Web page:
Tuesday, January 12, 2016

Fridays in Ocotlan, Oaxaca

Only twenty miles south of Oaxaca City lies the town of Ocotlan de Morelos and every Friday the market is bustling with activity.   It is one of the regions oldest and largest markets.  The market has more of a rustic atmosphere.  People come from the countryside, el campo, some local and some as far away as the Pacific coast.
Taking a break before completing their shopping for the week.
A successful sale of a spoon and a molinillo (the wood utensil on the right).    Securing the money inside her blouse followed by the sign of the cross in thanks to God for her first sale of the day.  A molinillo is a traditional wooden utensil that is used to mix the chocolate and milk together for the hot chocolate.  Made from one piece of wood, there are several loose rings that spin when rubbing the handle back and forth between your palms.
Pottery typical of the area, especially the green-glazed clay pieces.  The large jarros (pitchers) are great for margaritas and sangria and even work beautifully as a flower vase. Aren't those large wicker baskets in the background spectacular!
And of course my group and I had to stop and talk to this nice lady who was selling the typical embroidered apron, an ubiquitous item of clothing worn by nearly every women in every market in Mexico.  Most of us had to buy one.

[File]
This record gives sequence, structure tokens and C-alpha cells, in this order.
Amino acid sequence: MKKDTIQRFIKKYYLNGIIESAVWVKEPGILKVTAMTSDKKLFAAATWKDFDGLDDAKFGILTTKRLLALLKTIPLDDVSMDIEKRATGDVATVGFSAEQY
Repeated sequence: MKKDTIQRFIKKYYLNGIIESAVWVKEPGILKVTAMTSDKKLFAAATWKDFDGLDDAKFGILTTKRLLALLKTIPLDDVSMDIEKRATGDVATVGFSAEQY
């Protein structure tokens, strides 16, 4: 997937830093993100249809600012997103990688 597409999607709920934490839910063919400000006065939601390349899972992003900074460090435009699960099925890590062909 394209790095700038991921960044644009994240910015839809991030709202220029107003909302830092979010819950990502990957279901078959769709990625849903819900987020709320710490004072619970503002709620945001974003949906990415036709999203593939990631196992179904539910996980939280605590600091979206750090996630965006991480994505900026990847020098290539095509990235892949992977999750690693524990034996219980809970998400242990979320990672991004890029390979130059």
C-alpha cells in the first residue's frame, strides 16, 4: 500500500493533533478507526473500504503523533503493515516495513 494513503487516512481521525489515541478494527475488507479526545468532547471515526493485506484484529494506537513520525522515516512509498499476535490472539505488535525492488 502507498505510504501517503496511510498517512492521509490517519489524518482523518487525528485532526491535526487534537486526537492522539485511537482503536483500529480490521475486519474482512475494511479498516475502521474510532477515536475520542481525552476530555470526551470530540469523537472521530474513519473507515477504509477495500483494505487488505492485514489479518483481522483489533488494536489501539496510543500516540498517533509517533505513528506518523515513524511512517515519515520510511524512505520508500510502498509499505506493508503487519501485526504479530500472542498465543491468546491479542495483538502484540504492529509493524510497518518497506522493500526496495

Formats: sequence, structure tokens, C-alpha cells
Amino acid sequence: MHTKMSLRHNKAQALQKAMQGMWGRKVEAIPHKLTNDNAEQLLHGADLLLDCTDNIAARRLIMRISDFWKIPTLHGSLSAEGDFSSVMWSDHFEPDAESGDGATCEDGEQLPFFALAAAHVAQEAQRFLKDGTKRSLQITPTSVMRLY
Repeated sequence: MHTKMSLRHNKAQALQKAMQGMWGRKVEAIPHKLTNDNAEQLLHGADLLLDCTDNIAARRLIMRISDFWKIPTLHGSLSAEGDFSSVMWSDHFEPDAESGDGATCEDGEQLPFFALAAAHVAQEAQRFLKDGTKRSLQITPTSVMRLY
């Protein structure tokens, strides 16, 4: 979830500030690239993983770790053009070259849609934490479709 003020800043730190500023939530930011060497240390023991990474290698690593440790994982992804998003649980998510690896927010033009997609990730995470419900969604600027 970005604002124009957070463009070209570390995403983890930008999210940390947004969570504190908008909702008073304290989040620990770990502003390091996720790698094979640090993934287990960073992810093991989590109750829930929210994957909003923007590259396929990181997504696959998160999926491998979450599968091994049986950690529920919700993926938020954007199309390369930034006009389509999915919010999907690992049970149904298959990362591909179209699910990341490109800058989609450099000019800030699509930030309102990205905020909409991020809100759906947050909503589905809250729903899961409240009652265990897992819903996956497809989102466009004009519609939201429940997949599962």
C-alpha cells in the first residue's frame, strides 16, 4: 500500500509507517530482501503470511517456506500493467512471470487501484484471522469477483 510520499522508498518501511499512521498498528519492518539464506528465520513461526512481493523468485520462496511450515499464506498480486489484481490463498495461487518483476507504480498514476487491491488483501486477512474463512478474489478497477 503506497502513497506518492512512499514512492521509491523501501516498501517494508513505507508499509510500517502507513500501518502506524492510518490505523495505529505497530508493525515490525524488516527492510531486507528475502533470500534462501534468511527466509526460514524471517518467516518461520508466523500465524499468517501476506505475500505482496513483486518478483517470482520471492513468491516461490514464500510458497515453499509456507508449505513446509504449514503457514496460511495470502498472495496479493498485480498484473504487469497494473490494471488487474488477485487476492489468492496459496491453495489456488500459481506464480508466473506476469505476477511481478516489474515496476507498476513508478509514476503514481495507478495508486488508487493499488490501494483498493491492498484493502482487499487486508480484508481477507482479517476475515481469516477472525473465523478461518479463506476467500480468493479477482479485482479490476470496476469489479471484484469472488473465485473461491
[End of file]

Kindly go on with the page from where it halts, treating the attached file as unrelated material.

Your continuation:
Embroidered blouse, shirts and dresses that come in all sizes and colors.
This charming lady was from the weaving town of Teotitlan de Valle.  Her stall had an assortment of hand-woven rugs and purses that she is proudly displaying on her shoulders.
And baskets that are so beautifully woven.  I am a sucker every time.  I buy a taller natural-colored one to bring home to use as a laundry basket or trash can.  It fits perfectly into my suitcase and I just fill it with my clothes.
 Step right up and sample some Pulque or Tepache.  Pulque is a pre-Columbian drink made from 100% fermented (not distilled) sap of the maguey plant.  The milky white, midly alcoholic drink varies in strength by its age.  Locals usually add a splash of hot sauce or chili powder, a squeeze of lime and salt. Tepache is water mixed with Panela (unrefined sugar) and rinds of extremely ripe pineapple. The alcoholic drink ferments in three days, then is strained and served in colorfully painted, dried gourd halves.
There is a stall full of leather goods from beautifully crafted saddles to belts.
And no market in the Oaxaca valley is complete without their Chapulines, roasted grasshoppers.  This young man was pushing a large cart overflowing with Chapulines of all sizes.  The Chapulines are collected a certain time of year; from May which is their hatching time to late summer and early fall.